“The use of pledges in community organizing provide a different way of doing politics, a set of political tactics to build community power”
Dr Catherine Durose of the University of Birmingham writes for the Social Sciences Birmingham Forum:
Citizens UK brings together locally-rooted member institutions in education, community relations, and trade union and faith-based organizations to generate collective power for social change.
Pioneering the use of pledges, Citizens UK encourages those with influence to commit publicly to action for the benefit of the community. These pledges are requested and answered within public assemblies, and are used by the organisation in local social justice campaigns.
With Birmingham hosting the Commonwealth Games in 2022, the city’s recent assembly brought a Citizens UK pledge from city council leader Ian Ward of guarantees to ensure community benefit. These guarantees focus attention on the once-in-a-lifetime opportunity offered by the Games as a catalyst for social change in the city.
Building on the example of the pledges that London Citizens secured in advance of the 2012 Olympics, Citizens UK: Birmingham called for a working relationship to deliver “a living wage games”. This will provide a legacy of opportunity for children and young people from across all communities in Birmingham, including paid work experience, access to sports facilities, and permanent affordable social housing.
Pledges as a Political Tactic
Pledges are a political tactic that contributes towards building a publicly-accountable relationship between citizens and those with formal power. These pledges are part of an ongoing political conversation between the electorate and the elected beyond the ballot box.
The public nature of the pledges is essential. They make it deliberately difficult for an elected leader to refuse commitment in front of hundreds of voters, in an event covered by the local media. When refusals do happen, they can provide a moment for honest dialogue, explaining the reasoning for the decision and offering a compromise or alternative.
Insider and Outsider Positioning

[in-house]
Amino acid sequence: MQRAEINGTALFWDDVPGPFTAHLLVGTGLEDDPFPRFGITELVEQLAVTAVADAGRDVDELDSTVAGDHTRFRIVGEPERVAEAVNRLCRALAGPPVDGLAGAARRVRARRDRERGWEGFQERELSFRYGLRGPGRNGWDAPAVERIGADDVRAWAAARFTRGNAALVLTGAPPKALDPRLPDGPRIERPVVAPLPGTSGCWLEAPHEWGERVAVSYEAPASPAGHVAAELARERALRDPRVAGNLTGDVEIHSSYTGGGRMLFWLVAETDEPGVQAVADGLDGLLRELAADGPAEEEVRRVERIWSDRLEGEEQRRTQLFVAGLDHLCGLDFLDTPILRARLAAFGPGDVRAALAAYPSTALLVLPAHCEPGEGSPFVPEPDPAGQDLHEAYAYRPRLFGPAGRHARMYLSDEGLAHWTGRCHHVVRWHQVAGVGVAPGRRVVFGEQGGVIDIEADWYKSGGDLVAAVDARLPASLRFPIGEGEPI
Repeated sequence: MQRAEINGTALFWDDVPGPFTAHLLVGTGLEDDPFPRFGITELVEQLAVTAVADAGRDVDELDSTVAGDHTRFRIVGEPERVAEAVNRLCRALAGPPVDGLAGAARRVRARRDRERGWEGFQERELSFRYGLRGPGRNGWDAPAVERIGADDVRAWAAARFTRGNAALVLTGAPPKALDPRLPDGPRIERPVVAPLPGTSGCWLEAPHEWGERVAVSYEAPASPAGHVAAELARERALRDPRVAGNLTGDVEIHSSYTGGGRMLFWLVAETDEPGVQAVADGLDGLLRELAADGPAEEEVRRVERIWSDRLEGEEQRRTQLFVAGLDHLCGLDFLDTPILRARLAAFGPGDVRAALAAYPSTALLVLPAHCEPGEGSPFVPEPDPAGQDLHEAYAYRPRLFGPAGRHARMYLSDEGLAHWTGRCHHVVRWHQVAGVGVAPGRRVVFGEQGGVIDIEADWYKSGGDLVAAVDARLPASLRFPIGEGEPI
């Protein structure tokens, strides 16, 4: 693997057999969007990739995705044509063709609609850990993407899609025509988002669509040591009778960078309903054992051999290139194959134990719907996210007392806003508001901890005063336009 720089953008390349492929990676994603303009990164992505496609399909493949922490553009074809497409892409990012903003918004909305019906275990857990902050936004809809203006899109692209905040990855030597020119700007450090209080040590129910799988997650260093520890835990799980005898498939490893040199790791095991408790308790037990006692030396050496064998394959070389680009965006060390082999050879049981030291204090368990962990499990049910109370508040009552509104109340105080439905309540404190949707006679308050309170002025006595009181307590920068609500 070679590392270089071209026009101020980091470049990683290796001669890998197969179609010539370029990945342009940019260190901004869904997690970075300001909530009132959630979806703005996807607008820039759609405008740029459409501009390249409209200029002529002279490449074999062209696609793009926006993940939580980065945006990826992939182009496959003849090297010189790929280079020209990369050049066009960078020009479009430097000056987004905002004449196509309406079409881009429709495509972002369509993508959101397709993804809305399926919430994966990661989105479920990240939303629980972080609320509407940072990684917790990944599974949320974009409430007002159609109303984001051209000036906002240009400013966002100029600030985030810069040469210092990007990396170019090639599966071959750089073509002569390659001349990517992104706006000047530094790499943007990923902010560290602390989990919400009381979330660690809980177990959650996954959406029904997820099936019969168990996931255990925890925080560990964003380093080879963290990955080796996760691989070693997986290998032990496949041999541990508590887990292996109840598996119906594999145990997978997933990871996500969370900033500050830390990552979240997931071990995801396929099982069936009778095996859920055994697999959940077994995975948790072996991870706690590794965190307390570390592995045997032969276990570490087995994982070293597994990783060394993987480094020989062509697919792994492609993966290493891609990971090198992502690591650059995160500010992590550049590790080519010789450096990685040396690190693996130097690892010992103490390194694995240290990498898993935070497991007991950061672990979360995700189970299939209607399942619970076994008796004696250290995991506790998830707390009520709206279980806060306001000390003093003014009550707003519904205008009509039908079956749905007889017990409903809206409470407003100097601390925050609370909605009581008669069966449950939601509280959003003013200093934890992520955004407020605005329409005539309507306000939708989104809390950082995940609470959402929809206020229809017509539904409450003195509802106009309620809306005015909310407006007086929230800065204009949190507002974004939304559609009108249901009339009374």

The public aspect is part of a political strategy for both an “insider” influencing position and an “outsider” campaigning role. Pledges in a well-attended public assembly exhibits popular “outsider” power, but also provides a basis for negotiating an “insider” position. At their core, the pledges are seeking a commitment to work with and build an ongoing relationship with Citizens UK.
In an earlier Birmingham assembly, Citizens UK sought a commitment from the then leader of Birmingham City Council to re-settle 50 Syrian refugees in the city. The leader agreed, but initial progress was slow. Citizens UK responded to this lack of progress using the “insider” route, but reverting to an “outsider” tactic. It organized a symbolic delegation of 50 leaders from member institutions to attend a Council meeting to re-state the pledge and push for a commitment for the 500 refugees to be settled. The Council agreed.
Community benefit does not only come from meeting the pledge being met, but from creating them. Citizens UK uses listening campaigns or one-to-one conversations between organizers, leaders, and members of institutions to ask members directly about the issues that are affecting their lives. This helps craft pledges but also encourages collective action.
Citizens’ testimonies in the listening campaign underpin each pledge by giving a personal narrative of the impact of the issue. Testimony is deliberately sought from the most under-represented voices, providing an important opportunity for the marginalized to be heard, as a powerful, inclusive tool to democratize political debate.
Pledges are a conscious intervention to deliver social change for community benefit. Allowing citizens to say what matters to them and placing it on the political agenda creates a focus for collective action, providing a public assertion of community power and holding those in authority to account.